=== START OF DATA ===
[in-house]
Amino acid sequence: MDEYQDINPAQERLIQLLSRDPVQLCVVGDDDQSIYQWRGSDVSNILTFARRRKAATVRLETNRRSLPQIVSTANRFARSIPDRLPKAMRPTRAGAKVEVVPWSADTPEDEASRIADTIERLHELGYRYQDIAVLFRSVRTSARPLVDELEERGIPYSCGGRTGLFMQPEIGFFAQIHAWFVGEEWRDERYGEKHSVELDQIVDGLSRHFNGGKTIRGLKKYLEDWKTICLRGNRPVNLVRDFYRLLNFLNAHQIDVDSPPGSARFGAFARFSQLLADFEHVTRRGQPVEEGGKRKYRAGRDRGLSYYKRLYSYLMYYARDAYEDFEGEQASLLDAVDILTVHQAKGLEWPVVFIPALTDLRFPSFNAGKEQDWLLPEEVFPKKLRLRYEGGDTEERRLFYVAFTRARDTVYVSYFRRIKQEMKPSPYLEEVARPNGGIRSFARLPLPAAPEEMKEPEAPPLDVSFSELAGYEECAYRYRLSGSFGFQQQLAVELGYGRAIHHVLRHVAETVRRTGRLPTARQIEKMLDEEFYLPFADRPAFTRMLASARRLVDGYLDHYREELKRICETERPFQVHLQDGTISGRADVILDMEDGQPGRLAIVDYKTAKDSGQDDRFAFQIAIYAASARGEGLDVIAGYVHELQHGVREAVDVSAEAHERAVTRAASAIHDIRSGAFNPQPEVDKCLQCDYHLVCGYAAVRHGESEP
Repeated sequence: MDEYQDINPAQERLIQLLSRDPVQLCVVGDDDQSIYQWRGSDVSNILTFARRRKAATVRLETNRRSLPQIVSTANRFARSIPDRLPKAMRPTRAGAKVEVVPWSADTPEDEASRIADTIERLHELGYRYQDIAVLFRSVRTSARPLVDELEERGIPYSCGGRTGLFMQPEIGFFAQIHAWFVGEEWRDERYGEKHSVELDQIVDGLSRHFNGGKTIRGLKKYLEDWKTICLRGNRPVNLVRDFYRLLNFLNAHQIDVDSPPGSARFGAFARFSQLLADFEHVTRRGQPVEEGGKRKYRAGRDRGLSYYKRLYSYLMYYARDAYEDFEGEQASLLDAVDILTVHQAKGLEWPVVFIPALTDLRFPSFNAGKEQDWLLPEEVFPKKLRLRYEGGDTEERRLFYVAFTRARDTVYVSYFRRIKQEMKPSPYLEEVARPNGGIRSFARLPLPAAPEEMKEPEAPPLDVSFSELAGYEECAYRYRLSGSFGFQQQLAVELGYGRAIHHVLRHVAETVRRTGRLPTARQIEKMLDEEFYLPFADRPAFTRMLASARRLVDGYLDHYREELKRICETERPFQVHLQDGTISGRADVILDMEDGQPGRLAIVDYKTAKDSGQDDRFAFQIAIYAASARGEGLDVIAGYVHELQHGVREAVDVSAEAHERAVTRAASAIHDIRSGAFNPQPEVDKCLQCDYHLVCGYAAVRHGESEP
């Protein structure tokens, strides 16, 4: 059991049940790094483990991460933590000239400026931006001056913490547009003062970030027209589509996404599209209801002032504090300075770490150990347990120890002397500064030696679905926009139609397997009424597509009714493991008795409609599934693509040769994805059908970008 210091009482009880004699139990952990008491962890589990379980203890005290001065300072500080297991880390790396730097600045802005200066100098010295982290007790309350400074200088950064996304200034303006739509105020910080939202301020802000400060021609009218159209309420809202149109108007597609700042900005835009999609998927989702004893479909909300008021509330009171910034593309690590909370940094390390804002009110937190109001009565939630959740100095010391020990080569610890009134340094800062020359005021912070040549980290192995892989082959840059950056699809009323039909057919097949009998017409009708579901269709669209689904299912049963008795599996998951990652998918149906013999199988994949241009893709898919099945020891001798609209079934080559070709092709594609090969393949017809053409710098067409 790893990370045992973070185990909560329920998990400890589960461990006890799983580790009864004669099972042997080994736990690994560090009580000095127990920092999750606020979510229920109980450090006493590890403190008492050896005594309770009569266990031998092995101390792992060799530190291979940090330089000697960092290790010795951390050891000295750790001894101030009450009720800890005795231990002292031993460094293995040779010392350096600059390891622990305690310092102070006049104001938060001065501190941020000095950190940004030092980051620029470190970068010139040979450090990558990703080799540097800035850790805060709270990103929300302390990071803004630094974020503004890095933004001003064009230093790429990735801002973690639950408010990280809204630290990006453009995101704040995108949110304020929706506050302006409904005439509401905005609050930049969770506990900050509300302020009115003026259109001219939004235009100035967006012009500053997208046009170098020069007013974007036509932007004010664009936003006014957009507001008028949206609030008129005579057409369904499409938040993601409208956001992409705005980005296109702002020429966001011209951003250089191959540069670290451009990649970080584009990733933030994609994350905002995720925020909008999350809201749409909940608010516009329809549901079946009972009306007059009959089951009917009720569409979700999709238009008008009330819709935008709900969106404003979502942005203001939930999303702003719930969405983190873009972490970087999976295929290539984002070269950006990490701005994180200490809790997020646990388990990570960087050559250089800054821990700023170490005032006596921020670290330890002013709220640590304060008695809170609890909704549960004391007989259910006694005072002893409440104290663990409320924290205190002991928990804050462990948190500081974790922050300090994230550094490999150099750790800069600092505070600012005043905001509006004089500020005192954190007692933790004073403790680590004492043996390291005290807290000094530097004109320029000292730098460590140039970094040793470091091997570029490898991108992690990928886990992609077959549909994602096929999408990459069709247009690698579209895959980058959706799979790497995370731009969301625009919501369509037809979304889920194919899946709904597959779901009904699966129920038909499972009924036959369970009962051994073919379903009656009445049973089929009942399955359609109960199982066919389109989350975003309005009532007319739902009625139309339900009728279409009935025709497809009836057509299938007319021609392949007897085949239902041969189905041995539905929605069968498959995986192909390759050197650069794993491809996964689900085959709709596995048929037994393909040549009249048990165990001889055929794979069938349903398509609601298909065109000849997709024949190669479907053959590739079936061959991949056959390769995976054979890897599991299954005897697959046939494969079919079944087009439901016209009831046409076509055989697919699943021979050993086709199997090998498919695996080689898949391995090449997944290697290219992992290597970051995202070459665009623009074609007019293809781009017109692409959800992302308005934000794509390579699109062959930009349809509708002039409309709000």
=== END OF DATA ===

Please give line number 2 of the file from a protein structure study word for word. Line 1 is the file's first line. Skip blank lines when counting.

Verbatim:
Amino acid sequence: MDEYQDINPAQERLIQLLSRDPVQLCVVGDDDQSIYQWRGSDVSNILTFARRRKAATVRLETNRRSLPQIVSTANRFARSIPDRLPKAMRPTRAGAKVEVVPWSADTPEDEASRIADTIERLHELGYRYQDIAVLFRSVRTSARPLVDELEERGIPYSCGGRTGLFMQPEIGFFAQIHAWFVGEEWRDERYGEKHSVELDQIVDGLSRHFNGGKTIRGLKKYLEDWKTICLRGNRPVNLVRDFYRLLNFLNAHQIDVDSPPGSARFGAFARFSQLLADFEHVTRRGQPVEEGGKRKYRAGRDRGLSYYKRLYSYLMYYARDAYEDFEGEQASLLDAVDILTVHQAKGLEWPVVFIPALTDLRFPSFNAGKEQDWLLPEEVFPKKLRLRYEGGDTEERRLFYVAFTRARDTVYVSYFRRIKQEMKPSPYLEEVARPNGGIRSFARLPLPAAPEEMKEPEAPPLDVSFSELAGYEECAYRYRLSGSFGFQQQLAVELGYGRAIHHVLRHVAETVRRTGRLPTARQIEKMLDEEFYLPFADRPAFTRMLASARRLVDGYLDHYREELKRICETERPFQVHLQDGTISGRADVILDMEDGQPGRLAIVDYKTAKDSGQDDRFAFQIAIYAASARGEGLDVIAGYVHELQHGVREAVDVSAEAHERAVTRAASAIHDIRSGAFNPQPEVDKCLQCDYHLVCGYAAVRHGESEP